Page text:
McKeon Group: Teaching, Learning & Measuring Innovation
McKeon Group: Teaching, Learning & Measuring Innovation
Last month we were delighted to announce that McKeon Group has been approved as a registered training provider with Engineers Ireland. We are now in a position to offer our exciting and thought provoking CPD ‘Innovate Together’ to our large range of clients and colleagues in the construction industry. This live online or in-person, problem-solving, collaborative experience enables participants to apply key creativity and innovation concepts to real world engineering problems and opportunities. Each CPD offered shall be tailored to a specific audience based around the key themes of Design Thinking, Lean Startup and Business Model Innovation to frame a specific problem or opportunity in the given engineering domain or area of interest. You can find more information about this CPD offering here: https://mckeon.ie/new-cpd-innovate-together/
When it comes to industry innovation, we firmly believe that the culture of innovation does not belong to startups or newly-established organisations. As a third generation business, McKeon Group thrives on innovation, but it is not something that we take for granted. We value innovation and, perhaps more importantly, we adequately resource it. And now, we teach it and we measure how successful it can be.
So when Blade Kotelly published an article titled ‘Innovation Can Be Taught. And Measured’ (link to the full article here:
https://www.cmswire.com/leadership/innovation-can-be-taught-and-measured/amp/), it caught our attention.
The author starts by acknowledging that:
“As a culture, we’re in love with the idea of genius. We point to people like Steve Jobs and Edison and think: They must be born with it. That type of innovation can’t be taught…”
There is no denying that thinking differently comes naturally to some, but every person has the ability to be more innovative. In the above article, Kotelly describes innovation as a baseline requirement for survival for many industries today and he does not accept the premise that innovation cannot be measured. While he acknowledges that highly innovative individuals and teams tend to share certain capabilities and innate behaviours, he believes that these capabilities and behaviours can “most certainly” be taught, learned and measured.
In his article above, Kotelly, outlines five things business leaders need to be aware of as they drive innovation within their organisations:
1. Innovation Is Not Creativity
These are terms that are routinely – and incorrectly – used interchangeably. There is an important distinction between innovation and creativity, and this distinction becomes even more apparent in a team and/or enterprise setting. Of the two, creativity is more innate, whereas innovation, according to Kotelly, is about harnessing a set of tools that enable the discovery of new ideas with the intention of getting the highest possible value out of both the ideas and the ideators.
2. Intellect and Emotions Matter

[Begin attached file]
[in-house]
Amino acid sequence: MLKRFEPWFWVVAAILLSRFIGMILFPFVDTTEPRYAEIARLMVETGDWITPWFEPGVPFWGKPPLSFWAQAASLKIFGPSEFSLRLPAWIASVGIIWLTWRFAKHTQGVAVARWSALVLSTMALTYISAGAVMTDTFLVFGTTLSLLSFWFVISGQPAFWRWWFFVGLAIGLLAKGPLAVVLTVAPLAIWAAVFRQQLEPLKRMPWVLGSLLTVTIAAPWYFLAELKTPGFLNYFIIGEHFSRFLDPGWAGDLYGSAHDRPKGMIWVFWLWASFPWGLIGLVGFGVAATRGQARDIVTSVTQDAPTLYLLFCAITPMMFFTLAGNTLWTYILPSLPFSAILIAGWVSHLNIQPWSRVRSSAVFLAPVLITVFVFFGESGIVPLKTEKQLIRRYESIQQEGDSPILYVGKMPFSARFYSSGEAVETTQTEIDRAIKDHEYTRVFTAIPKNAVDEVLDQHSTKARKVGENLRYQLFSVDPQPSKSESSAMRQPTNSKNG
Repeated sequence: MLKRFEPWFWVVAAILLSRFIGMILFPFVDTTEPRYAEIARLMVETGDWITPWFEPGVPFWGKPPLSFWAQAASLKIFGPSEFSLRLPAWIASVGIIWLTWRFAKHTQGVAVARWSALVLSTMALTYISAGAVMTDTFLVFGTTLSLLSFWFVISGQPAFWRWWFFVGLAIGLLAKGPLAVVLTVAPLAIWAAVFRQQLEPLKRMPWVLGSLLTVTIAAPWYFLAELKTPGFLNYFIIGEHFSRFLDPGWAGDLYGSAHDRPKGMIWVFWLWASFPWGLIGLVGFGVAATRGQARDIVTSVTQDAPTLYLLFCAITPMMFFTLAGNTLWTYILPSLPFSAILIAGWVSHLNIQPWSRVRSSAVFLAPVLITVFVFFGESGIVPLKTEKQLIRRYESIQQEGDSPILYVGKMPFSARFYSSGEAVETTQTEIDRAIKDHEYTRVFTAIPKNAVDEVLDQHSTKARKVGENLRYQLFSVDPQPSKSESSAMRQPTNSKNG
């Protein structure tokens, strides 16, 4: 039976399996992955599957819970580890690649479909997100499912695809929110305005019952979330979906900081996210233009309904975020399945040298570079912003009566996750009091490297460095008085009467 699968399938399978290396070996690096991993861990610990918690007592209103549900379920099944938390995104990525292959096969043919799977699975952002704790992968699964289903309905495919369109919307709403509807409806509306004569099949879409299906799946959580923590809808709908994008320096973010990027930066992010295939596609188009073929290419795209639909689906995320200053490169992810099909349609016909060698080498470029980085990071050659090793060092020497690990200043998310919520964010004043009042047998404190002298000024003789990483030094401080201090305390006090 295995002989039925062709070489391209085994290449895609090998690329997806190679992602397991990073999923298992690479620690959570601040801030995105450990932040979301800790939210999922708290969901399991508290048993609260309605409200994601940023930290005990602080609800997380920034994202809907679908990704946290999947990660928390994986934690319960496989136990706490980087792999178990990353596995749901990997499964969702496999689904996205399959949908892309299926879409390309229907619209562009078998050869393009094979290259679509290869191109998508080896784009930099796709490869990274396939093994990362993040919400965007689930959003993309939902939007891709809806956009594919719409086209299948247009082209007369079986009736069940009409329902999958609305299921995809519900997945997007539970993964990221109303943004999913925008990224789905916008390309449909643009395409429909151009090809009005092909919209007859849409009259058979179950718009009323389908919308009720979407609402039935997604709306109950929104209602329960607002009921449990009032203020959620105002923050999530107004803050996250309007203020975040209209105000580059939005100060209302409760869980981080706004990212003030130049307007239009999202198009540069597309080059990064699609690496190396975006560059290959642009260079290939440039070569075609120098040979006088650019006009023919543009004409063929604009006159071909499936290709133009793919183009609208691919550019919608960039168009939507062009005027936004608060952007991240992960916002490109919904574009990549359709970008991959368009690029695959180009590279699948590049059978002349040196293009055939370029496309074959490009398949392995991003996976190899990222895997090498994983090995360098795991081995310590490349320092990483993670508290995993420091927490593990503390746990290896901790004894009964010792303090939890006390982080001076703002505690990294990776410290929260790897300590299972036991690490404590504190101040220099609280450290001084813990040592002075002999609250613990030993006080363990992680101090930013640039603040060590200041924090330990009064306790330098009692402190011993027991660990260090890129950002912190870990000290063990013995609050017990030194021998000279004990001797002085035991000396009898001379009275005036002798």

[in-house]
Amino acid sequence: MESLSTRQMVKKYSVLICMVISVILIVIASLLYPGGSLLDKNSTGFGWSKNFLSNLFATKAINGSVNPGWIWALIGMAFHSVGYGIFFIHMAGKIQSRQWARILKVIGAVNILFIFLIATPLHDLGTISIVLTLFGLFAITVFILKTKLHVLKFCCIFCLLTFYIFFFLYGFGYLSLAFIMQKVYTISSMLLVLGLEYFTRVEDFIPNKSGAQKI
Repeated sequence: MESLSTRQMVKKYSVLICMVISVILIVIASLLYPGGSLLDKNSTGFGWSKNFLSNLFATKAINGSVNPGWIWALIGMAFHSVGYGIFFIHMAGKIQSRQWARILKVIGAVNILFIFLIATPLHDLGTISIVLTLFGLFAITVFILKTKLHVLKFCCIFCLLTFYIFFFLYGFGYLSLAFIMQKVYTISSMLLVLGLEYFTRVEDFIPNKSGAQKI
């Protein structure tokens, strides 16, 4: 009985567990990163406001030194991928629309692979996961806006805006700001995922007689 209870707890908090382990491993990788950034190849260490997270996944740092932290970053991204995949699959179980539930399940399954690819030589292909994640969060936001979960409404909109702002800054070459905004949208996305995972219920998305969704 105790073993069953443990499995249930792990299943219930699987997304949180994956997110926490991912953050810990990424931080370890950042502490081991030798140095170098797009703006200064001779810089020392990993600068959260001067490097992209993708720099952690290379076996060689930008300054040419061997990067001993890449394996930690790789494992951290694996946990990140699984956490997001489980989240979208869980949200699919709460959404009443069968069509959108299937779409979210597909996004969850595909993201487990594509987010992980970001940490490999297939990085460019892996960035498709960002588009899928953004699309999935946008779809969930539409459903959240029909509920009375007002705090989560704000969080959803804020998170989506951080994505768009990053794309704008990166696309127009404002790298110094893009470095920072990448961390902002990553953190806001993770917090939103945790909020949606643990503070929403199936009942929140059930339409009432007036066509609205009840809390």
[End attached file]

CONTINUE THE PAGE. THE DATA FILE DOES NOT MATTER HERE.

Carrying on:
There is a direct link between how emotionally open a person is and their ability to problem-solve in an innovative way. Kotelly explains that while we have all learned to react to stimuli differently, people who have a calmer reaction to problems are more likely to see them as opportunities for innovation and to take action. He goes further to say that if you learn to do this at work when a problem arises, you will likely be in a much better position to innovate.
3. Innovation Requires Both Invention and Advocacy
This is perhaps the most obvious, yet overlooked consideration. Kotelly points out that new ideas alone are not enough to spur innovation; teams and individuals must be also able to promote and advocate for those ideas.
4. Bad Habits Can Be Overcome
This is arguably the most interesting consideration for organisation leaders. Kotelly states that innovation is often a matter of how a person adapts to different situations, which is something that can be taught – even to leaders and employees who have not demonstrated particularly innovative behaviours in the past.
5. Different Teams Need Different Levels of Innovation
This is a tricky one. Innovative organisations advocate for innovation across the entire organisation, however, the reality is that different functions and departments will likely require different levels of innovation. Kotelly makes the excellent point that everyone within the organisation needs a basic understanding of innovation to ensure that they do not squash innovation by accident.
It is definitely worth reading Kotelly’s article in full: https://www.cmswire.com/leadership/innovation-can-be-taught-and-measured/amp/. And if you wish to discuss innovation in the context of Ireland’s construction and real estate sectors, talk to the team at McKeon Group about bespoke, CPD accredited, innovation sessions for your organisation.
About McKeon Group:
Established in 1950, this year marks the 70th anniversary of McKeon Group, which remains a family business. ISO certified for more than two decades, McKeon Group offers expert construction, fitout and building services. The Group delivers projects, services and maintenance across a range of sectors for State, local authority, FDI and private clients. For more information, contact: www.mckeon.ie
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